Acoustic neuroma

The most common tumour of the inner ear is the acoustic neuroma. Other names for this are cerebellar bridge angle tumour and vestibularis schwannoma. This is a neurinoma or schwannoma in the inner part of the auditory canal or a neurinoma in the cerebellar bridge angle.

A neurinoma or schwannoma is a benign and usually slowly growing tumour. It originates from the Schwann cells. These are the cells that form the envelope of the peripheral nerves, i.e. the nerve fibres that are not located in the spinal cord and brain.

This coating of nerve fibres is relevant for the support of the nerve cell and also for its myelination. Through myelination, the nerve fibre can conduct electrical signals faster, with less loss and thus over longer distances. But it is precisely these cells that can give rise to a tumour if they proliferate (grow) excessively. Depending on where such a tumour develops, it is called differently and causes different symptoms. However, a common feature of most acoustic neuroma is that, as their name suggests, their starting point is the auditory nerve (nervus vestibularis).

Function of the auditory nerve

The vestibular nerve lies for a large part of its course together with the cochlear nerve. Together they form the vestibulocochlear nerve, the eighth cranial nerve. The nervus vestibularis is the nerve that innervates the organ of equilibrium.

This means that it transports information from the vestibular organ to other structures in the brain in order to enable a connection of all stimuli that the human being perceives. The organ of equilibrium is located in the inner ear. It consists of three semicircular canals and two macular organs through which the organism can perceive and classify movements.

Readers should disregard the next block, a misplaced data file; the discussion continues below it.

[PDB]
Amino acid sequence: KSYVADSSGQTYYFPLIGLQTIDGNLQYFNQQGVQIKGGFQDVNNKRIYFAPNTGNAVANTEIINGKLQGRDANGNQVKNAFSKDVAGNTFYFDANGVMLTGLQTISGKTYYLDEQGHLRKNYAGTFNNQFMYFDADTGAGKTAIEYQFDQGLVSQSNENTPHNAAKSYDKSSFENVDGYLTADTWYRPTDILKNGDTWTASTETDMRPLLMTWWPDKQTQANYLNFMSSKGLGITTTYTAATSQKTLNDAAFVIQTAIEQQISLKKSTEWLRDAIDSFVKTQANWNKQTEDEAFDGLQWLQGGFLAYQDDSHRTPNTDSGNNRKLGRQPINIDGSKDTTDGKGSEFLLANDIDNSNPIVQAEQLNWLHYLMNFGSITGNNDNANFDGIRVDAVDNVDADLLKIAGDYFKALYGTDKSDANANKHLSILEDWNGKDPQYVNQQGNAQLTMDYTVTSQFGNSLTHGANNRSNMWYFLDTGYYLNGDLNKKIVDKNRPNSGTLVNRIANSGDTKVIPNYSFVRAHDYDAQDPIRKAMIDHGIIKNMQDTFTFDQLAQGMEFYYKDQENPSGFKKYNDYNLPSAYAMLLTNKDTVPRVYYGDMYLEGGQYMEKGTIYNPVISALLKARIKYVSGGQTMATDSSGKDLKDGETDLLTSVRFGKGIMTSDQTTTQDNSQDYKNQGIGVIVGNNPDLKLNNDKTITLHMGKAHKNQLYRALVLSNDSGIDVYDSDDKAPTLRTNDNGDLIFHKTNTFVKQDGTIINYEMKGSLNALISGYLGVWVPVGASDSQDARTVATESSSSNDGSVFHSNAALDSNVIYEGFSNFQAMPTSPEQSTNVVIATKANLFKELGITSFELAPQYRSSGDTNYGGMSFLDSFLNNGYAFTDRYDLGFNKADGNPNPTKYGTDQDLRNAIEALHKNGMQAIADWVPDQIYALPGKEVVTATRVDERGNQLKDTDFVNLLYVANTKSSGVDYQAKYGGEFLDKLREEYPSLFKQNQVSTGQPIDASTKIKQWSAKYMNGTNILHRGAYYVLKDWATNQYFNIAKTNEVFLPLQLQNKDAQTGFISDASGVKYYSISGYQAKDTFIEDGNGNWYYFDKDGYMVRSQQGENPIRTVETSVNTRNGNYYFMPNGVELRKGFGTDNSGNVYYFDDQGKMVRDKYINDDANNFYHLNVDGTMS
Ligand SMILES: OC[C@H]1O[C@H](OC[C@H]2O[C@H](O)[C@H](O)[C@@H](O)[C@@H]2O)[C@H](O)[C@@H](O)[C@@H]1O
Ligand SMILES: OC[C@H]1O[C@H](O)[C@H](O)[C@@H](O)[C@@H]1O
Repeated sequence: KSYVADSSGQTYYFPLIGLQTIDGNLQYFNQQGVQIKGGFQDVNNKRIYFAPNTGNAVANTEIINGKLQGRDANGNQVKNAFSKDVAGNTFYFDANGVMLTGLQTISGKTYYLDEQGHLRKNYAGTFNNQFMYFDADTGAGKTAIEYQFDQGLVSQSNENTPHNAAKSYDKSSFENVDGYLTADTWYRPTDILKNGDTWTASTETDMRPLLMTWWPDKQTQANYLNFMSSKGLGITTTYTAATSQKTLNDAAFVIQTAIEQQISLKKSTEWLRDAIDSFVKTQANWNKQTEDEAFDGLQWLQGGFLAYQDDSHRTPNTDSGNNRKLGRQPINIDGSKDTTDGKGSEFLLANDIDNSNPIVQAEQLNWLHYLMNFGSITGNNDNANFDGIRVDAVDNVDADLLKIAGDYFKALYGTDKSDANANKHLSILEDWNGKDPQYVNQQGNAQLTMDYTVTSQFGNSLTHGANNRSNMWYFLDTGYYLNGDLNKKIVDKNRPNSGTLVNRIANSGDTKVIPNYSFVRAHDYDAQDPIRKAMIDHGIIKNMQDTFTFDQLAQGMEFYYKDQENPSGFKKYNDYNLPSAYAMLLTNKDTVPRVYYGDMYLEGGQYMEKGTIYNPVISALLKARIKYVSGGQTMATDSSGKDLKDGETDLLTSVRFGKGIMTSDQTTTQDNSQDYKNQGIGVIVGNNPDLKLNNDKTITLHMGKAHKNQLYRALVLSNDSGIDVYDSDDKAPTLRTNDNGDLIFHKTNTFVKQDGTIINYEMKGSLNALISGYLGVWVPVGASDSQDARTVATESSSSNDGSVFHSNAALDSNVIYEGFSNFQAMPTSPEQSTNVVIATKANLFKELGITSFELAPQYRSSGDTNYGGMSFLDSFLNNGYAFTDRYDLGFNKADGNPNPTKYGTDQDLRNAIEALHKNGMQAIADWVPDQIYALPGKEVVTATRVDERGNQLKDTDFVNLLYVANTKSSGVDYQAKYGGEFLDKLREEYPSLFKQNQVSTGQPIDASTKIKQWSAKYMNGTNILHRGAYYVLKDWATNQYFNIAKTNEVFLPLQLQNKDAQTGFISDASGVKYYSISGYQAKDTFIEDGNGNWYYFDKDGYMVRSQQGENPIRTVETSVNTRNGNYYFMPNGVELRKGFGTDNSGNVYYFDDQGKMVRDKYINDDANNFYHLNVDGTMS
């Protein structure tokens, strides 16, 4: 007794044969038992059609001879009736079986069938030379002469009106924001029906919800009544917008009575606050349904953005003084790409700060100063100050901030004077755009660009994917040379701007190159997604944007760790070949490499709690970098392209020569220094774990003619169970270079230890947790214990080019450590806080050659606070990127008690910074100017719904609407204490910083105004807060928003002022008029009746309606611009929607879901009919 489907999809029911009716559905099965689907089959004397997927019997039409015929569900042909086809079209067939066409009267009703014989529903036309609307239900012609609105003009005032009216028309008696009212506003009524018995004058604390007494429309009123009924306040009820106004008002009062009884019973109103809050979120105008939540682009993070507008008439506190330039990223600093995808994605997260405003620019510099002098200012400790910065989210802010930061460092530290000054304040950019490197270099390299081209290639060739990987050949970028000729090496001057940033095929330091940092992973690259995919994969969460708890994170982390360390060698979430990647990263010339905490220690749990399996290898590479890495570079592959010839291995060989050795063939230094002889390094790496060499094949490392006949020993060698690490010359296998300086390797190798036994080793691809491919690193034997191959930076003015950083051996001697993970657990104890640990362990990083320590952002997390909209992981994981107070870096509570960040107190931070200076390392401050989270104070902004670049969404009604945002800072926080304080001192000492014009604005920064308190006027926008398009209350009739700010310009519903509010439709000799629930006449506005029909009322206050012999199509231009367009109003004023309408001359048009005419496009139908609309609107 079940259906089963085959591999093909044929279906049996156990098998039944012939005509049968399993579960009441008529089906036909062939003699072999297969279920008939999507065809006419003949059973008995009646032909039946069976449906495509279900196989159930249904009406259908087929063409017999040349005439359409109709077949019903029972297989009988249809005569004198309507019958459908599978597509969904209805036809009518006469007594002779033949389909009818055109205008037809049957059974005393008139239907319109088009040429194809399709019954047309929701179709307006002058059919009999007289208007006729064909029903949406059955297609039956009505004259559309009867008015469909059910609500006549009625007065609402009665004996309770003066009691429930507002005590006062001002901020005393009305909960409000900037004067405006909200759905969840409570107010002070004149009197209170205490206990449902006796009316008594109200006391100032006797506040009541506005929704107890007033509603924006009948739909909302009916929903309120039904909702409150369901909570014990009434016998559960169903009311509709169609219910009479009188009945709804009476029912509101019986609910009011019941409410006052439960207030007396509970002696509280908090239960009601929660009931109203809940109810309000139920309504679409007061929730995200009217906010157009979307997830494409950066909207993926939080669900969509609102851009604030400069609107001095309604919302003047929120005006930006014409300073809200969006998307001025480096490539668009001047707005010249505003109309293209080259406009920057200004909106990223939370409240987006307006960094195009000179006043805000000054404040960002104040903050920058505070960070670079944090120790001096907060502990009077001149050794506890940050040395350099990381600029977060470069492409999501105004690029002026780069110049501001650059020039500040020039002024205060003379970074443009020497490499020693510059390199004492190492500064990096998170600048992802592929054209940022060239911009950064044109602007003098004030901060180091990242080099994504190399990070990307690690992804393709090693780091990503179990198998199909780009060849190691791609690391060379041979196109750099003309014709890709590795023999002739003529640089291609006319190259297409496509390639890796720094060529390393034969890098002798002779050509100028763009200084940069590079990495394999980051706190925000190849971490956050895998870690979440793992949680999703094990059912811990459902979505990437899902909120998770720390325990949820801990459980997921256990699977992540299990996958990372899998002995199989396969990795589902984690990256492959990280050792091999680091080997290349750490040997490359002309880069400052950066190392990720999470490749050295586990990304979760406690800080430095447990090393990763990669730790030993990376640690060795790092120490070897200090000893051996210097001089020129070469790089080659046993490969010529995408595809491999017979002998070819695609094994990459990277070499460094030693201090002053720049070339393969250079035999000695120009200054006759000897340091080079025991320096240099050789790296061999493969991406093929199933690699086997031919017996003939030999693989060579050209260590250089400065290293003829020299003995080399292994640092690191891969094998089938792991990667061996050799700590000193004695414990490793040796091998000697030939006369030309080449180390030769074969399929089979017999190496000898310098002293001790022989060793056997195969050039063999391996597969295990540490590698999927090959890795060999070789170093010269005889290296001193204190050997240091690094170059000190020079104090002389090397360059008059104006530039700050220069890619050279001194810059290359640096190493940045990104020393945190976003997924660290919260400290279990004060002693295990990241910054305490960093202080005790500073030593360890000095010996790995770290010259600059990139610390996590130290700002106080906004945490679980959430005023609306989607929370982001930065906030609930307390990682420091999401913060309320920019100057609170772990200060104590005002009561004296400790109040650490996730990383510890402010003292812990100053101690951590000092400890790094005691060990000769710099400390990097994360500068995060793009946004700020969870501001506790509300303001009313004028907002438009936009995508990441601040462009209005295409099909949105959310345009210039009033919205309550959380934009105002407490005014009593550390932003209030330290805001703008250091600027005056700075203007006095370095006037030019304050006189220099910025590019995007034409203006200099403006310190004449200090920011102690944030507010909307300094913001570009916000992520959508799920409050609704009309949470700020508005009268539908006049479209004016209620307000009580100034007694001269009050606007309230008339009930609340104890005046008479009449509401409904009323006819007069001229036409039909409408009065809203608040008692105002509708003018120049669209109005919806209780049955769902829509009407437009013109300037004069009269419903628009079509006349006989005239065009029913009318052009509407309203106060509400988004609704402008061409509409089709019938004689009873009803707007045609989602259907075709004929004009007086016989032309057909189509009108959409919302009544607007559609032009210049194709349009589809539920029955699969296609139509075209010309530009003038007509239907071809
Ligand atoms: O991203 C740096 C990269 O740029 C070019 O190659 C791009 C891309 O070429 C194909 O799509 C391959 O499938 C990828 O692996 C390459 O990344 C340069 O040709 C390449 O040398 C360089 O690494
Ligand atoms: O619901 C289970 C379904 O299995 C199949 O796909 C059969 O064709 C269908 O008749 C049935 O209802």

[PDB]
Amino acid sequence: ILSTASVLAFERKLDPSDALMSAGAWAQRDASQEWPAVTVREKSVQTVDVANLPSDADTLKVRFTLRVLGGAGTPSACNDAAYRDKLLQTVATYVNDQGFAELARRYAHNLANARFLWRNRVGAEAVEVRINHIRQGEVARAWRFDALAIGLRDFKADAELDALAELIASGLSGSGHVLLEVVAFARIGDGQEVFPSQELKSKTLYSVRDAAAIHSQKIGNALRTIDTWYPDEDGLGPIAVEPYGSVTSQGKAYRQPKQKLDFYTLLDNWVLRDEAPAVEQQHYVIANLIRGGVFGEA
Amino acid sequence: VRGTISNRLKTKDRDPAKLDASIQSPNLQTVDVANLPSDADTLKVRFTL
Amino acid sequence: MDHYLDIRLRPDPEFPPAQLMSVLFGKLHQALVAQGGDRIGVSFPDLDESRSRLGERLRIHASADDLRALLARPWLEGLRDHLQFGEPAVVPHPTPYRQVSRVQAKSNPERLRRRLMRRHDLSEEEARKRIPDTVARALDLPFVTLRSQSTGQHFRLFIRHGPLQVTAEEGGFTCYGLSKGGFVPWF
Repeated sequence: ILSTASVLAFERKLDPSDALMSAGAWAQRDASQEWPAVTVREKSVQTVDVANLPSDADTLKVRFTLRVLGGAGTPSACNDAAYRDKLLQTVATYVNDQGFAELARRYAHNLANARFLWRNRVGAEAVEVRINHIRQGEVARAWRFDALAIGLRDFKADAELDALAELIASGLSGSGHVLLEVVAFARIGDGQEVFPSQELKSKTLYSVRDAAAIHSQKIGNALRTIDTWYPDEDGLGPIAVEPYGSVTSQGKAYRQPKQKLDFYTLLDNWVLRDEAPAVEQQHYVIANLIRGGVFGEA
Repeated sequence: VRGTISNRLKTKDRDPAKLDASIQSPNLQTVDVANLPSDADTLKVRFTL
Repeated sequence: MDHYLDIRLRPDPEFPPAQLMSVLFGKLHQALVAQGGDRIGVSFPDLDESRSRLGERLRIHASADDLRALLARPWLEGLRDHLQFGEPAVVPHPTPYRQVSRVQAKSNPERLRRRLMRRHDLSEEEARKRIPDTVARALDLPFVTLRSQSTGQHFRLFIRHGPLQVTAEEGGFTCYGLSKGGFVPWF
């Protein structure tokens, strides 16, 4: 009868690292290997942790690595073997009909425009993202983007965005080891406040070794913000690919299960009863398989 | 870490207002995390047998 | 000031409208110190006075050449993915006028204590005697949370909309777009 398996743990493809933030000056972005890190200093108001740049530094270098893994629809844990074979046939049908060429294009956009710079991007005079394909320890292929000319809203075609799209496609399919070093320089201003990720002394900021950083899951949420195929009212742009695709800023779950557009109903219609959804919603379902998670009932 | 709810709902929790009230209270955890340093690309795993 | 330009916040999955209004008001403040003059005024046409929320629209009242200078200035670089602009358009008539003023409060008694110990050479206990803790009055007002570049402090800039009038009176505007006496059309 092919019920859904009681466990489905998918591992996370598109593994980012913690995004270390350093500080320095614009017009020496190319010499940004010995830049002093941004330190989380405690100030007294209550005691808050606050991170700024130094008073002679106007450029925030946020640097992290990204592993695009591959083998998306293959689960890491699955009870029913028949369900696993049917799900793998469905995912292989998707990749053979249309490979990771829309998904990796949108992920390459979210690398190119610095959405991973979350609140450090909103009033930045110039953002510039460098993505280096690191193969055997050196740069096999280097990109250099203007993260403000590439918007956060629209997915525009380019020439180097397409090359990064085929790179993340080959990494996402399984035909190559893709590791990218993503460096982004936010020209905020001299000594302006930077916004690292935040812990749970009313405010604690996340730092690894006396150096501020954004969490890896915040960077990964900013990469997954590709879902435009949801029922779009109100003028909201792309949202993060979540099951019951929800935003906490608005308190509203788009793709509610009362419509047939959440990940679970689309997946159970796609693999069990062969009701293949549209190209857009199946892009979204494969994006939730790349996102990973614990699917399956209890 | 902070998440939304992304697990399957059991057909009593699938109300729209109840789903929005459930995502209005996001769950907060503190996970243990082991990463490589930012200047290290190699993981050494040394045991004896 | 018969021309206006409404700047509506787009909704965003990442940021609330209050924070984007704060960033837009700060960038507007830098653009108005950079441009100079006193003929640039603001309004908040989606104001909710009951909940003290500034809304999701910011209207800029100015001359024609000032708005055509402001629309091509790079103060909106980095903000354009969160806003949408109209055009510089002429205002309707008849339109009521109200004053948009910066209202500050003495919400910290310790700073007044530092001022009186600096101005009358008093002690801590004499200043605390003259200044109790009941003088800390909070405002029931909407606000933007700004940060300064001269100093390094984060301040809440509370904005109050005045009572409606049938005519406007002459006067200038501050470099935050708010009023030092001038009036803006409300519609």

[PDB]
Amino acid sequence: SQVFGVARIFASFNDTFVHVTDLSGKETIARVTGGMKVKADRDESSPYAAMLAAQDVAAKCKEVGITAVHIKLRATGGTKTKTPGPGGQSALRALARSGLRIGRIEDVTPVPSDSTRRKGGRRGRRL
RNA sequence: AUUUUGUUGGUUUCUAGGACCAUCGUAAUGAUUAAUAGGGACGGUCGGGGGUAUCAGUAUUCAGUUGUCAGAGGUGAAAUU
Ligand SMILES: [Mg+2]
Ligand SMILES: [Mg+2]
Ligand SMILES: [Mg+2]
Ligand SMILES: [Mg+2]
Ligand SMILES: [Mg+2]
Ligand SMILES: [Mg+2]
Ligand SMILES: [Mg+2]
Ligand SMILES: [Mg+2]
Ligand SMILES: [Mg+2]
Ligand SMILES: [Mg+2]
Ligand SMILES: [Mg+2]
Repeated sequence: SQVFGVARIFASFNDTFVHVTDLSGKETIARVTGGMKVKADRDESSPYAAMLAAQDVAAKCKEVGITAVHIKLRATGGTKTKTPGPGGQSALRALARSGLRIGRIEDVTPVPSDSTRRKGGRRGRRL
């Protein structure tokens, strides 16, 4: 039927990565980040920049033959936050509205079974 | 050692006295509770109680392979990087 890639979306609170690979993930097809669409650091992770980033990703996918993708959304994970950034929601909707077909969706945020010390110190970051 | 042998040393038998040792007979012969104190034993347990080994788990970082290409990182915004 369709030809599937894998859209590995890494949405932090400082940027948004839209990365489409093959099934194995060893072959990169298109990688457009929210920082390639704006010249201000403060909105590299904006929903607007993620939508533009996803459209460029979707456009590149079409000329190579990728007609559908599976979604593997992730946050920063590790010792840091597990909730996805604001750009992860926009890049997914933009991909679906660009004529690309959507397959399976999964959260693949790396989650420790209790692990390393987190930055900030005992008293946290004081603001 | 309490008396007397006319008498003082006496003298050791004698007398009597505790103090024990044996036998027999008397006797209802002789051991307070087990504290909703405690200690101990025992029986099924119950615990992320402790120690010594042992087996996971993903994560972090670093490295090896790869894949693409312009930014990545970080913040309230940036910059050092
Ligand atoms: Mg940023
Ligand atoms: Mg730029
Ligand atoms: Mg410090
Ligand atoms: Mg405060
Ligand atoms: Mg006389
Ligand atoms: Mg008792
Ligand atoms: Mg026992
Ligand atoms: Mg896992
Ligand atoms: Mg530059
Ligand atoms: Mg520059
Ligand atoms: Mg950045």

Since there are three archways that are almost perpendicular to each other, all three levels of space and movements in them can be perceived, such as turning the head. Through the macula organs, information about linear accelerations is passed on, such as the force of gravity, when braking and accelerating in vehicles and also when falling. Normally, an image of the position, location and movement of the body in space is formed from the electrical signals that reach the brain via the left and right vestibular nerves.

In case of failures and injuries, faulty or no information from the respective organ of balance reaches the brain and leads to wrong conclusions being drawn by the processing centres in the brain. The other part of the eighth cranial nerve is the cochlear nerve. This nerve innervates the cochlea. This is a bony, snail-shell-like structure that is responsible for hearing. If this nerve is injured, it is possible that information will no longer be transmitted to the brain.